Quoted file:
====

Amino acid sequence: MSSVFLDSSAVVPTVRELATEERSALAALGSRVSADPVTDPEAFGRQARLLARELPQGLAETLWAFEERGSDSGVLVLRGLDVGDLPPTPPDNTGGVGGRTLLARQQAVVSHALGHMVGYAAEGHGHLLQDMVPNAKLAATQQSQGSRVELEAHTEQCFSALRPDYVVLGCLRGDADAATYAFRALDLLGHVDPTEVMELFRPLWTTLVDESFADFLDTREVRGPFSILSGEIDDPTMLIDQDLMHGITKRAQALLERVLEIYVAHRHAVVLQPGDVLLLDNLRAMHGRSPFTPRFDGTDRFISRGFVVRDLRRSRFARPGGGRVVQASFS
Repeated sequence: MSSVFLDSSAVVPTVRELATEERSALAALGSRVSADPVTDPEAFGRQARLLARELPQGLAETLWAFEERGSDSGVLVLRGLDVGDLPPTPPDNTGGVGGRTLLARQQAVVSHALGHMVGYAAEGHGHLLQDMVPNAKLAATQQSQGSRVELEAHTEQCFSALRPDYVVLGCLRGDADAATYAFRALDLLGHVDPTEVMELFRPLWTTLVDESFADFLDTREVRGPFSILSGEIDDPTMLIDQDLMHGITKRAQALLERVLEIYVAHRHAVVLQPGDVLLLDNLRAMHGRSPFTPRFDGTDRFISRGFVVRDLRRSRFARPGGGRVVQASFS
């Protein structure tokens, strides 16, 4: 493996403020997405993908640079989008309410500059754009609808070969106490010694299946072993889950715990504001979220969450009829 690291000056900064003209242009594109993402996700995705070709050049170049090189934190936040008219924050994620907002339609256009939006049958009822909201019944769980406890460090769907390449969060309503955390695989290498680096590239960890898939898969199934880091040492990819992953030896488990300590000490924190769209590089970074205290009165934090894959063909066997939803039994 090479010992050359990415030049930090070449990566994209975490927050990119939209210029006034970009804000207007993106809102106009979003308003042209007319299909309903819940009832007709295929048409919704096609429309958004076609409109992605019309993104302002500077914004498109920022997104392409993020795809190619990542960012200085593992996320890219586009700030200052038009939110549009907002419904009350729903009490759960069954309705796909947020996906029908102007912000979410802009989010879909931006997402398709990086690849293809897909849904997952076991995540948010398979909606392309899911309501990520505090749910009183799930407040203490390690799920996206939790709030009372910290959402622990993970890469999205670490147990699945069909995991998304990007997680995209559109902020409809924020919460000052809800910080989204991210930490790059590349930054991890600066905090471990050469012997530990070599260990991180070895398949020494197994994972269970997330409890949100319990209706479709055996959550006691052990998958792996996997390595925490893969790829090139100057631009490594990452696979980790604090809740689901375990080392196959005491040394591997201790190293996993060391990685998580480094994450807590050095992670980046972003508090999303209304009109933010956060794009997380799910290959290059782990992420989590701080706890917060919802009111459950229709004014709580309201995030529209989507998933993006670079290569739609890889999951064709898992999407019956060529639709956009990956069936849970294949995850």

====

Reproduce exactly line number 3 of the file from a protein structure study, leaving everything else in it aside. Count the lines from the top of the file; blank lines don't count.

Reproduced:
């Protein structure tokens, strides 16, 4: 493996403020997405993908640079989008309410500059754009609808070969106490010694299946072993889950715990504001979220969450009829 690291000056900064003209242009594109993402996700995705070709050049170049090189934190936040008219924050994620907002339609256009939006049958009822909201019944769980406890460090769907390449969060309503955390695989290498680096590239960890898939898969199934880091040492990819992953030896488990300590000490924190769209590089970074205290009165934090894959063909066997939803039994 090479010992050359990415030049930090070449990566994209975490927050990119939209210029006034970009804000207007993106809102106009979003308003042209007319299909309903819940009832007709295929048409919704096609429309958004076609409109992605019309993104302002500077914004498109920022997104392409993020795809190619990542960012200085593992996320890219586009700030200052038009939110549009907002419904009350729903009490759960069954309705796909947020996906029908102007912000979410802009989010879909931006997402398709990086690849293809897909849904997952076991995540948010398979909606392309899911309501990520505090749910009183799930407040203490390690799920996206939790709030009372910290959402622990993970890469999205670490147990699945069909995991998304990007997680995209559109902020409809924020919460000052809800910080989204991210930490790059590349930054991890600066905090471990050469012997530990070599260990991180070895398949020494197994994972269970997330409890949100319990209706479709055996959550006691052990998958792996996997390595925490893969790829090139100057631009490594990452696979980790604090809740689901375990080392196959005491040394591997201790190293996993060391990685998580480094994450807590050095992670980046972003508090999303209304009109933010956060794009997380799910290959290059782990992420989590701080706890917060919802009111459950229709004014709580309201995030529209989507998933993006670079290569739609890889999951064709898992999407019956060529639709956009990956069936849970294949995850």